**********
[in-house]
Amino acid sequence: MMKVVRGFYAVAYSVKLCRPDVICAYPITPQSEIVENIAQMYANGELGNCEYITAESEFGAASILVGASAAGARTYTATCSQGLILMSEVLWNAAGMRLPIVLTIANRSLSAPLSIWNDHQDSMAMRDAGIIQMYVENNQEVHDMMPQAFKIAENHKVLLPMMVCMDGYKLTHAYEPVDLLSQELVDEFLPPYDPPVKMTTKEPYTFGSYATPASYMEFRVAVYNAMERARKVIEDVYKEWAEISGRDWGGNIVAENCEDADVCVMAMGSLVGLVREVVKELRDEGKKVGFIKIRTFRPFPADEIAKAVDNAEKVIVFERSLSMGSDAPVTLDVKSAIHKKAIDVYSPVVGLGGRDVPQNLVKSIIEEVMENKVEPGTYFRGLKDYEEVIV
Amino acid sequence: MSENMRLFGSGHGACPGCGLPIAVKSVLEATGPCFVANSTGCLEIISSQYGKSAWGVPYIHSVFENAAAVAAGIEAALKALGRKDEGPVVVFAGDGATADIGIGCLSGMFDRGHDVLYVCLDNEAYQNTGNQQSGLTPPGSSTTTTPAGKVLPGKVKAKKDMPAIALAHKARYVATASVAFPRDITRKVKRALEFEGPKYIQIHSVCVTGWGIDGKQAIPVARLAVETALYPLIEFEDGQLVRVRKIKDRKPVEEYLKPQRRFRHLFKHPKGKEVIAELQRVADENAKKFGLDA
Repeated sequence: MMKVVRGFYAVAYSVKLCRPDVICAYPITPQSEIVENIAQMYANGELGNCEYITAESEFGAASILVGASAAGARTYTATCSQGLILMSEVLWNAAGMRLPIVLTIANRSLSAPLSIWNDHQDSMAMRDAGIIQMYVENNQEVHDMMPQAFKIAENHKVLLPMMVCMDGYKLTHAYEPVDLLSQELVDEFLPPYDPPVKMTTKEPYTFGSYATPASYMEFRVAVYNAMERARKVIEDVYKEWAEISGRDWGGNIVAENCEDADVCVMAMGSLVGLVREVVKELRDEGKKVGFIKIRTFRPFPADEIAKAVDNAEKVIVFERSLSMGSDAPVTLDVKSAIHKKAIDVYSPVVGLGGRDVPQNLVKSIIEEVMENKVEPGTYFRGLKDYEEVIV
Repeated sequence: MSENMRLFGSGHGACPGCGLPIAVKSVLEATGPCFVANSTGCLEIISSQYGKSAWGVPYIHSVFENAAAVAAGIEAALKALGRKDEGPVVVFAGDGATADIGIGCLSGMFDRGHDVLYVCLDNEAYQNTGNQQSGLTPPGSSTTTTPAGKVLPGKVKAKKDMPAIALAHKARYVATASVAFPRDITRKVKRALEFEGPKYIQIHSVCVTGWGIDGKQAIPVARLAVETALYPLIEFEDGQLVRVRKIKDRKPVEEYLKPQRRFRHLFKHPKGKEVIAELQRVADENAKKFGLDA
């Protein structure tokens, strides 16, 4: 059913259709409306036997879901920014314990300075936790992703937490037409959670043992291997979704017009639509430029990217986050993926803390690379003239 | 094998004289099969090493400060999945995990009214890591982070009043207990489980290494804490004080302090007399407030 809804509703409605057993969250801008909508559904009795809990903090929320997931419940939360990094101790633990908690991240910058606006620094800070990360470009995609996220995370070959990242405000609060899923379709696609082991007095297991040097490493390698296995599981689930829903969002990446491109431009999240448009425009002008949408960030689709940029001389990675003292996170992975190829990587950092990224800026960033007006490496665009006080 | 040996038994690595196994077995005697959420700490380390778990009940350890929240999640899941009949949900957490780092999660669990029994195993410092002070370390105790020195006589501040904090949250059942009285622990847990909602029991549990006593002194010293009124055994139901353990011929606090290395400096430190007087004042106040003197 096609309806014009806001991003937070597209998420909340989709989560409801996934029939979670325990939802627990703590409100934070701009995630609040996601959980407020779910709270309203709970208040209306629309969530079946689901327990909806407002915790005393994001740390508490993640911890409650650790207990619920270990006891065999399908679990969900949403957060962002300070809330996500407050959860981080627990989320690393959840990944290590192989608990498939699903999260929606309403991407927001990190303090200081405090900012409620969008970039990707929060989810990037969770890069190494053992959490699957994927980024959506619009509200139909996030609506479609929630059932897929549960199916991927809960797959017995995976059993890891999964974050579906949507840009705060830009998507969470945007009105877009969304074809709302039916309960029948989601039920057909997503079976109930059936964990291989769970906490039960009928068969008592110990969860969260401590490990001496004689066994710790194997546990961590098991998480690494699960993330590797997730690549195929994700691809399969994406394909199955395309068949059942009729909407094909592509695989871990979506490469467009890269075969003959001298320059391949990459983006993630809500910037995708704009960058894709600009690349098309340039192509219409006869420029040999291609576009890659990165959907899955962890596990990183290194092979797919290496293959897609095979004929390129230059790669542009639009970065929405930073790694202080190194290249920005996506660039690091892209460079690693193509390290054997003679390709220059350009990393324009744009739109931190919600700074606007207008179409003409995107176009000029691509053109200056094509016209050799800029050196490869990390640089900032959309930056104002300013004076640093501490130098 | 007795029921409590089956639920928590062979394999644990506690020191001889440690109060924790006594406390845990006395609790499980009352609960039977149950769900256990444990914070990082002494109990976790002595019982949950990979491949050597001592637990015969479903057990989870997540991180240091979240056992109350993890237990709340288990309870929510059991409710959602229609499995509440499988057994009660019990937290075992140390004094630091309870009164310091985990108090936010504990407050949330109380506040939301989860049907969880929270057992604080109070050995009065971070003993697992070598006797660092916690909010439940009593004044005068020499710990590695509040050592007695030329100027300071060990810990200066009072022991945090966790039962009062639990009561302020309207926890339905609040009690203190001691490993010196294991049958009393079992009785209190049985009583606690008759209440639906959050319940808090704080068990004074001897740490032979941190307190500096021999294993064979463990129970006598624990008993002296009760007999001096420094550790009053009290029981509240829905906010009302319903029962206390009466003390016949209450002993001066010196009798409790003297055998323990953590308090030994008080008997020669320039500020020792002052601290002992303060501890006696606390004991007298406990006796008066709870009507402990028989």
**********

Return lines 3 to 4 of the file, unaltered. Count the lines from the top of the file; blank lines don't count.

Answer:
Amino acid sequence: MSENMRLFGSGHGACPGCGLPIAVKSVLEATGPCFVANSTGCLEIISSQYGKSAWGVPYIHSVFENAAAVAAGIEAALKALGRKDEGPVVVFAGDGATADIGIGCLSGMFDRGHDVLYVCLDNEAYQNTGNQQSGLTPPGSSTTTTPAGKVLPGKVKAKKDMPAIALAHKARYVATASVAFPRDITRKVKRALEFEGPKYIQIHSVCVTGWGIDGKQAIPVARLAVETALYPLIEFEDGQLVRVRKIKDRKPVEEYLKPQRRFRHLFKHPKGKEVIAELQRVADENAKKFGLDA
Repeated sequence: MMKVVRGFYAVAYSVKLCRPDVICAYPITPQSEIVENIAQMYANGELGNCEYITAESEFGAASILVGASAAGARTYTATCSQGLILMSEVLWNAAGMRLPIVLTIANRSLSAPLSIWNDHQDSMAMRDAGIIQMYVENNQEVHDMMPQAFKIAENHKVLLPMMVCMDGYKLTHAYEPVDLLSQELVDEFLPPYDPPVKMTTKEPYTFGSYATPASYMEFRVAVYNAMERARKVIEDVYKEWAEISGRDWGGNIVAENCEDADVCVMAMGSLVGLVREVVKELRDEGKKVGFIKIRTFRPFPADEIAKAVDNAEKVIVFERSLSMGSDAPVTLDVKSAIHKKAIDVYSPVVGLGGRDVPQNLVKSIIEEVMENKVEPGTYFRGLKDYEEVIV